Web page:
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close this book Boiling Point No. 02 - May 1982
View the document Editorial
View the document News from Shinfield
View the document Stove Programmes in Kenya
View the document Fuelwood and Stoves in Zimbabwe
View the document Strengthening Clay by Traditional Methods
View the document Study of the Thai Charcoal Stove
View the document Firewood Consumption Survey in Sri Lanka

Stove Programmes in Kenya


Stoves in Kenya

 

A great deal of activity has been generated to help solve the fuelwood crisis in Kenya, as a result of the Nairobi Energy Conference in August, 1981. Both government and non-governmental organisations have initiated stove programmes. Charcoal is used extensively in urban and pert-urban regions and accounts for much of the stripping of forests in Kenya. Therefore, most of the activity has centred around the improvement of the existing charcoal-burning metal jiko. The jikos are made by tin smiths, who purchase scrap metal and fashion it into a very simple brazier. See Fig.1. There are two main problems with this stove design. During use the halls may reach a temperature of 300 degrees C which is dangerous to the user and a waste of heat. Secondly, the performance of the stove is relatively inefficient when compared to other charcoal stoves such as the Thai Bucket. At present two groups are attempting to design and disseminate improved metal jikos. They have tried to cut charcoal consumption and improve safety by insulating the combustion chamber.


Stoves in Kenya

The Kenya Clay Stoves Working Group has developed three models, (See Fig. 2). The simplest model involves slipping an extruded clay cylinder into the existing jikos, the second consists of an inner clay cylinder, an outer metal cladding and an insulating layer of ashes added between the inner and outer layers. Both cylinders are extruded The third model is an adaptation of the Thai bucket. The inner clay liner is made on a pottery wheel and tapers inwards at the bottom. Tests are being carried out at the Kenyatta University College on both the existing and the new models of jiko stoves. On completion of these tests the group hopes to carry out field trials on all the models and the results will be published. About 2,000 of these stoves (all three models) will be introduced.


Stoves in Kenya

 

Phil Hassrick of UNICEF has designed an improved jiko in which the pot sits into the stove. It has an outer metal cladding, a sloping inner combustion chamber and an ash layer between the inner and outer metal layers. The author questioned a user living in a village in Karai district, 30 kilometres from Nairobi, on the fuel efficiency of this jiko. She claimed that with the old jiko stove a bag of charcoal lasted three weeks: with the new UNICEF stove a bag 1asted two; months.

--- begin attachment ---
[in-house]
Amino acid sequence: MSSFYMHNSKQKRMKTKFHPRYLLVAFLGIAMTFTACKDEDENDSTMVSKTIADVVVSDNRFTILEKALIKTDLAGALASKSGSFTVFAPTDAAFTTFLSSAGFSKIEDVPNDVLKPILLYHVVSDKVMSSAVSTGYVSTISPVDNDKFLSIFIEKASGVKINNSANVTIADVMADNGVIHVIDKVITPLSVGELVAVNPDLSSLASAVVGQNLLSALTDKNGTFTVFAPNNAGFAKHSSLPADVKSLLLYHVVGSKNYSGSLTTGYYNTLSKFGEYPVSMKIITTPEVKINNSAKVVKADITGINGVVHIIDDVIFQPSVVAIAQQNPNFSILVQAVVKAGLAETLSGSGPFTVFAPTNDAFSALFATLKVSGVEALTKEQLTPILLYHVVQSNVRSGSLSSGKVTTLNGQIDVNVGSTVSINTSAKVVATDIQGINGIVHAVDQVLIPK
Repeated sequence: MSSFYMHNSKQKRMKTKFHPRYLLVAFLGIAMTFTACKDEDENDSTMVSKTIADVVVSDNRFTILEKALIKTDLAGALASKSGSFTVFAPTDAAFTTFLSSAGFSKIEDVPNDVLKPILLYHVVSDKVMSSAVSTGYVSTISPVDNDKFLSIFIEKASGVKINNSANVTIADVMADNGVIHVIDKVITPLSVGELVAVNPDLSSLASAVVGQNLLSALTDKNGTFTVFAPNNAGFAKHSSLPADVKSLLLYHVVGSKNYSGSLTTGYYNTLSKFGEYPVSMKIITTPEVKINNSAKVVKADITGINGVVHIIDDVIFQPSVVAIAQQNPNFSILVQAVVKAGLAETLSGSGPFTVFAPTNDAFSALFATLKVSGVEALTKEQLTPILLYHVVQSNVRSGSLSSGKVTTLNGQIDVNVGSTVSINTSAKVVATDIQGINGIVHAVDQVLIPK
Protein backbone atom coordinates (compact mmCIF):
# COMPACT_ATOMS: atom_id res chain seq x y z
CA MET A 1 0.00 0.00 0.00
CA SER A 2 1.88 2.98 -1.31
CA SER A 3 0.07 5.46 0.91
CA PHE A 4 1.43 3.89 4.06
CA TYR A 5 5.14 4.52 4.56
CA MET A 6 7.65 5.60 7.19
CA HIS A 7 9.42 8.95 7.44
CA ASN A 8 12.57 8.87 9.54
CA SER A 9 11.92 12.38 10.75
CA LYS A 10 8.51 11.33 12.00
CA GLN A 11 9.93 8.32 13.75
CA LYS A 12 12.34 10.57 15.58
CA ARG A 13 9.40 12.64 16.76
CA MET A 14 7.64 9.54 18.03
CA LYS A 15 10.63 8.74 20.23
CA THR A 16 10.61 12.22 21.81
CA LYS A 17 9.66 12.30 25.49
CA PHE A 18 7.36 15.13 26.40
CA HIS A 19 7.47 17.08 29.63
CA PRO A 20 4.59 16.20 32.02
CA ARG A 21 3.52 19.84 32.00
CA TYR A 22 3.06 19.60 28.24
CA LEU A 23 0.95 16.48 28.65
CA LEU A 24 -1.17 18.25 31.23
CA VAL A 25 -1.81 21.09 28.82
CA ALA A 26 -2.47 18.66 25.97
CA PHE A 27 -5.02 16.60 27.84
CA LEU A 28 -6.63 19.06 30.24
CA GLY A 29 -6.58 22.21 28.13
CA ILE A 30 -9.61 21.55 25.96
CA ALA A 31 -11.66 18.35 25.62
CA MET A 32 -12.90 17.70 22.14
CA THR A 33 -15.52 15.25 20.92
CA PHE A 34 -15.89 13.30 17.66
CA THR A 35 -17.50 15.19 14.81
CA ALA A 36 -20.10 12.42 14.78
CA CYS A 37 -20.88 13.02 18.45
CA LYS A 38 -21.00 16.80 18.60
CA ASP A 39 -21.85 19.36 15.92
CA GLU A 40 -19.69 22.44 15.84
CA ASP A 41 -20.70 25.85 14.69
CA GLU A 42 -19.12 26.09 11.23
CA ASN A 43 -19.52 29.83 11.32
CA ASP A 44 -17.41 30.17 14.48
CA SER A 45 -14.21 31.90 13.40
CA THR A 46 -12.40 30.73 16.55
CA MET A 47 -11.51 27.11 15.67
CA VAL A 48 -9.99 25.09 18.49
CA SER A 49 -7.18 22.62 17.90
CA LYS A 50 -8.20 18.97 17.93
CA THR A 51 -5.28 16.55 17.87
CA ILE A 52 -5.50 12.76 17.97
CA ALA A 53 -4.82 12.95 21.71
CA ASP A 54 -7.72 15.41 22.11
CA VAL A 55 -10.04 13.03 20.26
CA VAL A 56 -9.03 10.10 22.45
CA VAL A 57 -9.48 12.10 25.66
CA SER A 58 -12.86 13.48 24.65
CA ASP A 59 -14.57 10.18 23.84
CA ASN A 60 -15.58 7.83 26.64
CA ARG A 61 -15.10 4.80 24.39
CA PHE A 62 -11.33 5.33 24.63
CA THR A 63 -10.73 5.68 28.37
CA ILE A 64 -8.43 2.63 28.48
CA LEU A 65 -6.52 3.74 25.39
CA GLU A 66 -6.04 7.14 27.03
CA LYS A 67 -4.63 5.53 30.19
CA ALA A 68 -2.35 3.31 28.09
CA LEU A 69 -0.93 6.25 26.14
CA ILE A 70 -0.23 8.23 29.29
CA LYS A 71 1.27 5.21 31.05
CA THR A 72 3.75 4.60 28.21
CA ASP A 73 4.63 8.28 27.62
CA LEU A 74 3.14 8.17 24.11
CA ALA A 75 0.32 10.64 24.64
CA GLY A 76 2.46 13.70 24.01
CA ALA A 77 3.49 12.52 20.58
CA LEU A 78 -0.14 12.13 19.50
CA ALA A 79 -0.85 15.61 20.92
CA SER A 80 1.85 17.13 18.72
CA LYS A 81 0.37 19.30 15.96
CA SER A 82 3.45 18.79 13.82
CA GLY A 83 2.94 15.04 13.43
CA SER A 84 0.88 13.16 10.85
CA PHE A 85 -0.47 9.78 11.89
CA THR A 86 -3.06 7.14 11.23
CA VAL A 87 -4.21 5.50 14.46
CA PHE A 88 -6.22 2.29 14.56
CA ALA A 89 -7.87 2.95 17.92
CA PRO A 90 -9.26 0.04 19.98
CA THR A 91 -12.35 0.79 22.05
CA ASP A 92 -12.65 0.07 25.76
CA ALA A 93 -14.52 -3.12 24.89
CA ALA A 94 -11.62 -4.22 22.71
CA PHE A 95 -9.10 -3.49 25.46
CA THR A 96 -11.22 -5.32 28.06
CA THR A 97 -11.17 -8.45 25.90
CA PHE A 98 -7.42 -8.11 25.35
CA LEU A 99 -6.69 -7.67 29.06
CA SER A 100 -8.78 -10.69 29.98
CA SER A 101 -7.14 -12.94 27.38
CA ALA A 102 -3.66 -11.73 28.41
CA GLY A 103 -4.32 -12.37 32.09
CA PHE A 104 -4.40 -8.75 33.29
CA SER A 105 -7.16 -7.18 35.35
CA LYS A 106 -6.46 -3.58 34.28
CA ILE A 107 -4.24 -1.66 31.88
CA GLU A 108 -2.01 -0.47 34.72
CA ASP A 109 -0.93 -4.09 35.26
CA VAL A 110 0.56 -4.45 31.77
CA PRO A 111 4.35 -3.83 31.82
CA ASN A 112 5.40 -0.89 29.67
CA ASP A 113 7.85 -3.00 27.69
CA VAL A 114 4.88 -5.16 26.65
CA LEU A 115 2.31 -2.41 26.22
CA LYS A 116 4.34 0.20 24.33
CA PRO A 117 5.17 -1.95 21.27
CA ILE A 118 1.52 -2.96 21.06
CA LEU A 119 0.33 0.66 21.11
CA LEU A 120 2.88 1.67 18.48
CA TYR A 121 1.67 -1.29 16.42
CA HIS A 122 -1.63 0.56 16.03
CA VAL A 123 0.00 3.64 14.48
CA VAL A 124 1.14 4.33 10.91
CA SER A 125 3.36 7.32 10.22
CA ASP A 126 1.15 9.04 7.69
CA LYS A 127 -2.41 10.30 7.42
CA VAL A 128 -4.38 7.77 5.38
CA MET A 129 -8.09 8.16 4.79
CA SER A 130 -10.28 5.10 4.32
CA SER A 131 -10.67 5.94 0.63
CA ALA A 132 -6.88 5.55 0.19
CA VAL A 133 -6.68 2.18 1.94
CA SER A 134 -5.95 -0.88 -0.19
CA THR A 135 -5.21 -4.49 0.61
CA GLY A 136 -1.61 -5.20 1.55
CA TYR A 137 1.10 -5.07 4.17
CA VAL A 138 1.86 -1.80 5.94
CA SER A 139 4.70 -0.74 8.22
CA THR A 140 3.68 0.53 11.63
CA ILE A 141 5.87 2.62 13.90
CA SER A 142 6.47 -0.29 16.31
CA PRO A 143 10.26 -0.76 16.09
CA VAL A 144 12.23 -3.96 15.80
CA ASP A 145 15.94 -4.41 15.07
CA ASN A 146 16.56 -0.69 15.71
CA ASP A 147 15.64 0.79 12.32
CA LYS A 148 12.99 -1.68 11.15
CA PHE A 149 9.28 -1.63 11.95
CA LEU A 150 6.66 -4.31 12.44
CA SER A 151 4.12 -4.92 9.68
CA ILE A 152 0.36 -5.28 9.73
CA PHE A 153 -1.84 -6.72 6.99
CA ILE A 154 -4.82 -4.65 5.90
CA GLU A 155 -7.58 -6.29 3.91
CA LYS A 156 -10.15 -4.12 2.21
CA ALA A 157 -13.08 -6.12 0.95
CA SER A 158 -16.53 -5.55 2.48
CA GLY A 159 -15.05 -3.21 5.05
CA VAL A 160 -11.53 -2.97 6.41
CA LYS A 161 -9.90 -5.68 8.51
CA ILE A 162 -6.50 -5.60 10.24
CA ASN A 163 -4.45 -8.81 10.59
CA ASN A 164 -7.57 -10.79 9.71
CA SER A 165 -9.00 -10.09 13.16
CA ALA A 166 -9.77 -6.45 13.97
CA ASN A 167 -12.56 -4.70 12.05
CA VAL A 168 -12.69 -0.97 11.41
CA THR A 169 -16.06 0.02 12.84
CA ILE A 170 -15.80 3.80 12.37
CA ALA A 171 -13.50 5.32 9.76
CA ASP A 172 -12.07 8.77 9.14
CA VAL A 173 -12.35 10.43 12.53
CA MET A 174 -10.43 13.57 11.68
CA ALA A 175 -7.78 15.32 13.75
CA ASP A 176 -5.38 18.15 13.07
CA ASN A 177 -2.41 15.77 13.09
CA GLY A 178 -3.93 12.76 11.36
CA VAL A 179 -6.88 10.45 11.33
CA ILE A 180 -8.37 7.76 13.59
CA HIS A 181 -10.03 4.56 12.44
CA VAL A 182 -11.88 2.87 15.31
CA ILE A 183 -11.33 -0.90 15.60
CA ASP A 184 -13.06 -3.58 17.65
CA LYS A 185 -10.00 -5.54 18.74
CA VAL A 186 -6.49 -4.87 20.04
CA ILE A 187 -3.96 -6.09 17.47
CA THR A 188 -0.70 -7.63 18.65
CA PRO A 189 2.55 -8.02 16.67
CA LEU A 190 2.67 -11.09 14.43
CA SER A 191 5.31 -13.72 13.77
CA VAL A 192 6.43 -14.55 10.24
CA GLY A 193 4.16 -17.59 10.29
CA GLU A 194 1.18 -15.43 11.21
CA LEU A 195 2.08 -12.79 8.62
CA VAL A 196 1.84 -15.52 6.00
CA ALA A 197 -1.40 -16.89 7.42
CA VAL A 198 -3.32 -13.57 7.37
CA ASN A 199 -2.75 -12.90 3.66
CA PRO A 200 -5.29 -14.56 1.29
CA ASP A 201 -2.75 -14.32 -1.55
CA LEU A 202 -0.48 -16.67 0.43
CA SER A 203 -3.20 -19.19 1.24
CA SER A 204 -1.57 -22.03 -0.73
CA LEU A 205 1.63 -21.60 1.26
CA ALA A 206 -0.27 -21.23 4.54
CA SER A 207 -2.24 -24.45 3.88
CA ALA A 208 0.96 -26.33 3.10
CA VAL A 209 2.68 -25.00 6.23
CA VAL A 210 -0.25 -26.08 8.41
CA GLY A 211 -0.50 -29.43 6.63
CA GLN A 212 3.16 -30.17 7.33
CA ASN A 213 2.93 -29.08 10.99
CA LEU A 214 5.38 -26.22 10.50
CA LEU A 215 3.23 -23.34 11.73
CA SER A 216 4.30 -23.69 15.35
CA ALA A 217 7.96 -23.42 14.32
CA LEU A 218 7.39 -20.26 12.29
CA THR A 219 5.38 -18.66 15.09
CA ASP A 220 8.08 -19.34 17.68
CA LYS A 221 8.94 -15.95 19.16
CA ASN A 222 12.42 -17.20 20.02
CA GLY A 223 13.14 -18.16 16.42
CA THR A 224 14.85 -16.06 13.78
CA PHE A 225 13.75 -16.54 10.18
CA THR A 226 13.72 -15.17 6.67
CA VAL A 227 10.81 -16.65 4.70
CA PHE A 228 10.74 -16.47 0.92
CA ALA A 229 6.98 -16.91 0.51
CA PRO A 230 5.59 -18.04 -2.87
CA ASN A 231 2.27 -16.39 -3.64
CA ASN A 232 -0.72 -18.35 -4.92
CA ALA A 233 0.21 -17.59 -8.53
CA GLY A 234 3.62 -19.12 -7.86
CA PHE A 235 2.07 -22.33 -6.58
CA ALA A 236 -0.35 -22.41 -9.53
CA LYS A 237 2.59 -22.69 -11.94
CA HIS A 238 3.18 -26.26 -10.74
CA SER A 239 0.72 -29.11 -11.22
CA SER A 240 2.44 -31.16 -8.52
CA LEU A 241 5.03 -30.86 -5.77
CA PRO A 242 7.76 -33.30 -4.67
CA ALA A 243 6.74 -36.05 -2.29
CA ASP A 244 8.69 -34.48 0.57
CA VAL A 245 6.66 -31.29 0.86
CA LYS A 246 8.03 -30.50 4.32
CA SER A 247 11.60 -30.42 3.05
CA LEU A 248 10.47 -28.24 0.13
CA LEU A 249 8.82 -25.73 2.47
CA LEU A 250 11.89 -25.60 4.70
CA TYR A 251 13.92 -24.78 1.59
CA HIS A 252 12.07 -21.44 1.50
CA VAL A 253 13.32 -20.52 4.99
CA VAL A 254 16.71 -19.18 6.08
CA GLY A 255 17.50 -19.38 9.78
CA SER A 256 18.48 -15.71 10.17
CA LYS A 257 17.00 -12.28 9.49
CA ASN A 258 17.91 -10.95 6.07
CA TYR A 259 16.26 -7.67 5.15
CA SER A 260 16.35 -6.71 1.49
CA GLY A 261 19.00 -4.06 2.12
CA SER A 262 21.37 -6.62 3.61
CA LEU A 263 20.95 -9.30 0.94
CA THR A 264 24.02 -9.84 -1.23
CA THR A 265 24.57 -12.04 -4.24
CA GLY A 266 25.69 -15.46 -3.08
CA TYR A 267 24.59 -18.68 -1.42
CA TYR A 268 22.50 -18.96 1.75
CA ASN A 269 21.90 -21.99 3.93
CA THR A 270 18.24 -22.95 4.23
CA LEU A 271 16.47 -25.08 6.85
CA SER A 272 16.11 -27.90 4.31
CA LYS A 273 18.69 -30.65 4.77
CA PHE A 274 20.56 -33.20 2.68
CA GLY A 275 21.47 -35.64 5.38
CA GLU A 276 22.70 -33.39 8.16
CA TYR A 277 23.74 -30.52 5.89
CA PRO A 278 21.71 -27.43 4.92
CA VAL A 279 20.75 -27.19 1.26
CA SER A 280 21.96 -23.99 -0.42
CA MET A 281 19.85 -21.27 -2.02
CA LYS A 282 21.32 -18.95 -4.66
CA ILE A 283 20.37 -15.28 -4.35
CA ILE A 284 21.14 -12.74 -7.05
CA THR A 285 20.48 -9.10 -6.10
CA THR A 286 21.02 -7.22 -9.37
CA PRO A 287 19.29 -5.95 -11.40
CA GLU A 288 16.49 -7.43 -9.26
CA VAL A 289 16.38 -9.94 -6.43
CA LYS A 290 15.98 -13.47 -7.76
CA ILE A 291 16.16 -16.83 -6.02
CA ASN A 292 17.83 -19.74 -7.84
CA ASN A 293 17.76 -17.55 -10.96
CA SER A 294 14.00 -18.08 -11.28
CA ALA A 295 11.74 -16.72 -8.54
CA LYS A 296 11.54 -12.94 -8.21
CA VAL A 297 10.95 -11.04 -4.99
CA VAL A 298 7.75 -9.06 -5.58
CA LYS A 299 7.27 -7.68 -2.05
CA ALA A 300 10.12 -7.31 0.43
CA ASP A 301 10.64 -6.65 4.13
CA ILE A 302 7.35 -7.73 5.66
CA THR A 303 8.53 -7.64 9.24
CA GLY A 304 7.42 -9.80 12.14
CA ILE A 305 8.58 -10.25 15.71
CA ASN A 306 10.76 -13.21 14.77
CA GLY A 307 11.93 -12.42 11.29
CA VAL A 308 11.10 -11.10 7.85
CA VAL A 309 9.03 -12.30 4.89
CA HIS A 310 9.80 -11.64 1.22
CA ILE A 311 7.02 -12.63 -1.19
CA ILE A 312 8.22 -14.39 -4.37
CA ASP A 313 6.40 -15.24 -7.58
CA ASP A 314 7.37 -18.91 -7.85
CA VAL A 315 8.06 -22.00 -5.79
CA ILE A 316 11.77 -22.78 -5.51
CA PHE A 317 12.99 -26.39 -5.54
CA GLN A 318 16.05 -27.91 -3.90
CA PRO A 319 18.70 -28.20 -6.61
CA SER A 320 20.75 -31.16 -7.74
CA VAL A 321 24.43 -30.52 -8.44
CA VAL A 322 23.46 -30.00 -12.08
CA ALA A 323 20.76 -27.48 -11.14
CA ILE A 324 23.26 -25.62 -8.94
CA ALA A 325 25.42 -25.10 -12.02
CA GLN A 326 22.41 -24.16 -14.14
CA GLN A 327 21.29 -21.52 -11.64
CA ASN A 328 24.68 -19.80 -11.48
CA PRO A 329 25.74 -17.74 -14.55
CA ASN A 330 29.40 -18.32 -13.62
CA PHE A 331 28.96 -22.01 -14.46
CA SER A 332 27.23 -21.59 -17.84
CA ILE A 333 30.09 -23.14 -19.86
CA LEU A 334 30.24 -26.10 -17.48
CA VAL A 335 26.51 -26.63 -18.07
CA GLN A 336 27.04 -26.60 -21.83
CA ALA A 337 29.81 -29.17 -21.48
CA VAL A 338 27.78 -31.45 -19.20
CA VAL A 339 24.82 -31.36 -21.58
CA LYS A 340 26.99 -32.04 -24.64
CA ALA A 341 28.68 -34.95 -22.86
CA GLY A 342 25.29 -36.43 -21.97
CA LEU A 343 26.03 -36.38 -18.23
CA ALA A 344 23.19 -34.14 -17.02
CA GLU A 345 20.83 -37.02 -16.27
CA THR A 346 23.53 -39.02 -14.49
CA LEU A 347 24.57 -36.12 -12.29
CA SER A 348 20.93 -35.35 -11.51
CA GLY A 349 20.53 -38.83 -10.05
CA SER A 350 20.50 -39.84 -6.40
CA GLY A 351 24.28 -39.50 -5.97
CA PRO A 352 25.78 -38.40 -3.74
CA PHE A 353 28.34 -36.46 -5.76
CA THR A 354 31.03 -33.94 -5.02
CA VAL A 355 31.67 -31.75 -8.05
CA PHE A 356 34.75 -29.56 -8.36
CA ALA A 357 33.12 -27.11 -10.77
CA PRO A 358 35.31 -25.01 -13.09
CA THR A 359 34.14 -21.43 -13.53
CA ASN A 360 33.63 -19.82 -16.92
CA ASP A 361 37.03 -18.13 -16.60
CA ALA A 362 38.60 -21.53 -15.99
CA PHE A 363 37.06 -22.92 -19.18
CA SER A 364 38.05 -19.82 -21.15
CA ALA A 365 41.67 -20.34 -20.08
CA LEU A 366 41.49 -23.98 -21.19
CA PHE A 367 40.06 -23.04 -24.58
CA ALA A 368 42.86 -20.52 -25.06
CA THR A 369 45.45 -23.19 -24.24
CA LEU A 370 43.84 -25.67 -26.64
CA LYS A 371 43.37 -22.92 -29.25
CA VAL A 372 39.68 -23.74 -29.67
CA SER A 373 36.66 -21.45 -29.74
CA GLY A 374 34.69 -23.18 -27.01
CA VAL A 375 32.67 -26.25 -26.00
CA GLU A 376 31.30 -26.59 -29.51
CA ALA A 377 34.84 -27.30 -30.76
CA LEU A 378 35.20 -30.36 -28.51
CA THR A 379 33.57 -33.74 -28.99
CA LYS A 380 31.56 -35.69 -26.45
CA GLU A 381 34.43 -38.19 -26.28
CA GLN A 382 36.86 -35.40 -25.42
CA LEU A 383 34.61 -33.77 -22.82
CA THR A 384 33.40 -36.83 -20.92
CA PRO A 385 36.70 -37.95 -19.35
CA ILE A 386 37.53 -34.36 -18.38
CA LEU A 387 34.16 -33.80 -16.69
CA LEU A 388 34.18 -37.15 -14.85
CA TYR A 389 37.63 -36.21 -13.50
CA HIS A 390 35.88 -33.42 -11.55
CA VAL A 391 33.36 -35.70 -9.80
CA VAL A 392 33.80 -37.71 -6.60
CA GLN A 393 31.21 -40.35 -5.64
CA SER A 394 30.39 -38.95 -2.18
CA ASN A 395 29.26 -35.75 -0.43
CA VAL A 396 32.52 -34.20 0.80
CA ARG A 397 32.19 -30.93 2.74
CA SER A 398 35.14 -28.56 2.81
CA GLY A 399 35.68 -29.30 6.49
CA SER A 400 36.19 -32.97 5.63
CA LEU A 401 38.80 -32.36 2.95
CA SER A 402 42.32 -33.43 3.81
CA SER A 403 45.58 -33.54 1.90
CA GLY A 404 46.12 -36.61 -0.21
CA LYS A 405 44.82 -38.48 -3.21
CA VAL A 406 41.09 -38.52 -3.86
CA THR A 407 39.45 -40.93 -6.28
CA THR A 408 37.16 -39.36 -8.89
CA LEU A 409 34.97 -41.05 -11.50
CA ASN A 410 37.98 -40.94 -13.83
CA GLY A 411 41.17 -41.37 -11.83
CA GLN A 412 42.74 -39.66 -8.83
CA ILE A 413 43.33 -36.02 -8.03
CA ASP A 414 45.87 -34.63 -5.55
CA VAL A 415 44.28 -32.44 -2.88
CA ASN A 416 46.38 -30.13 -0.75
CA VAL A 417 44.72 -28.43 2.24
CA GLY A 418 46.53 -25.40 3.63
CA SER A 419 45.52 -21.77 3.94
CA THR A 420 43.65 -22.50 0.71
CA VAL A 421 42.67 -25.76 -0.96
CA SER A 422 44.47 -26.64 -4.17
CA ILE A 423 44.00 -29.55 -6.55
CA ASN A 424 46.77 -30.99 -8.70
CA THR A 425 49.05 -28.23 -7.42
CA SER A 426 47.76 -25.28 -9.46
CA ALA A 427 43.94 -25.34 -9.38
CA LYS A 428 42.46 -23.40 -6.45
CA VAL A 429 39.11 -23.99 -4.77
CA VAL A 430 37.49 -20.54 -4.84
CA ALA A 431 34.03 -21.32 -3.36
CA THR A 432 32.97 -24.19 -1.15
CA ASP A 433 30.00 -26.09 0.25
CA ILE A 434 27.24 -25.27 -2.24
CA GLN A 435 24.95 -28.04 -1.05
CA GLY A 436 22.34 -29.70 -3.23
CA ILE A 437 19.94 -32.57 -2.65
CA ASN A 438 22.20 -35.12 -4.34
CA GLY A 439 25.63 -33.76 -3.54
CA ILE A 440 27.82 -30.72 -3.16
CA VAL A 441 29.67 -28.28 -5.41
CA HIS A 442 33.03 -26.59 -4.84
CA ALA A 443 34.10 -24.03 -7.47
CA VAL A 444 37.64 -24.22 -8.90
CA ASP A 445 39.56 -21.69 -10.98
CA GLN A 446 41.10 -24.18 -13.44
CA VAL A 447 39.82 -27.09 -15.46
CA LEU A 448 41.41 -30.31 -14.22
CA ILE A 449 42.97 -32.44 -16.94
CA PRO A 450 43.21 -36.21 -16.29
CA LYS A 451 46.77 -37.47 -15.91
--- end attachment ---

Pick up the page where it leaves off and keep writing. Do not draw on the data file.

In the same district work has been carried out- by UNICEF on developing wood burning stoves. One of the two models being introduced, the Karai stove, Figure 3, was designed by a few local people. A group of 12 women construct these stoves on Wednesdays each week. The owner of the stove participates in the construction. It is an adaptation of a stove they had seen at the UNICEF Appropriate Technology Centre at Karen. It is made from mud, has two pot holes and a metal chimney which is surrounded by a water jacket. The user must contribute 100 shillings, about 3 U.S.$, towards the construction of the stove and UNICEF pays another 100 shillings as a subsidy. The author carried out tests on this stove two years ago and found that it used less wood than an open fire to heat water from 25 to 100 degrees C. Users seemed to think that the stove did save some wood but the main advantage was ease of use and the fact that there was less soot in the kitchen. The author feels that the fuelwood consumption of this stove could be reduced significantly by minor modifications. For example, placing a baffle underneath the second pot hole would increase the heat to the second pot.


FIGURE

In the same village, Mr. Waclaw Micuta of the Bellerive Foundation, built demonstration stoves with grates and metal heating plates - the Pogbi (Figure 4) and the Nomad stove (Figure 5). Tests have indicated that these stoves could save a considerable amount of firewood. The stoves are built by local craftspeople and are transported to users houses. They cost 200 shillings. The author was unable to interview the owners of these stoves.


Nomad stove (Figure 5).

 

In the same village, Mr. Waclaw Micuta of the Bellerive Foundation, built demonstration stoves with grates and metal heating plates - the Pogbi (Figure 4) and the Nomad stove (Figure 5). Tests have indicated that these stoves could save a considerable amount of firewood. The stoves are built by local craftspeople and are transported to users houses. They cost 200 shillings. The author was unable to interview the owners of these stoves.


the Pogbi stove (Figure 4).

 

Finally, another innovative metal stove (Figure 6), has been designed in Kenya by Maxwell Kinyanjui. It is being made by tinsmiths in Nairobi and Mombassa. The; stove can burn twigs and if it is used properly, it can produce charcoal from these twigs at the same time as cooking a meal.

ITDG hopes to undertake testing of these metal and metal/fireclay jikos over the next two months, and will present reports of this work in the next issue of "Boiling Point".

Stephen Joseph


FIGURE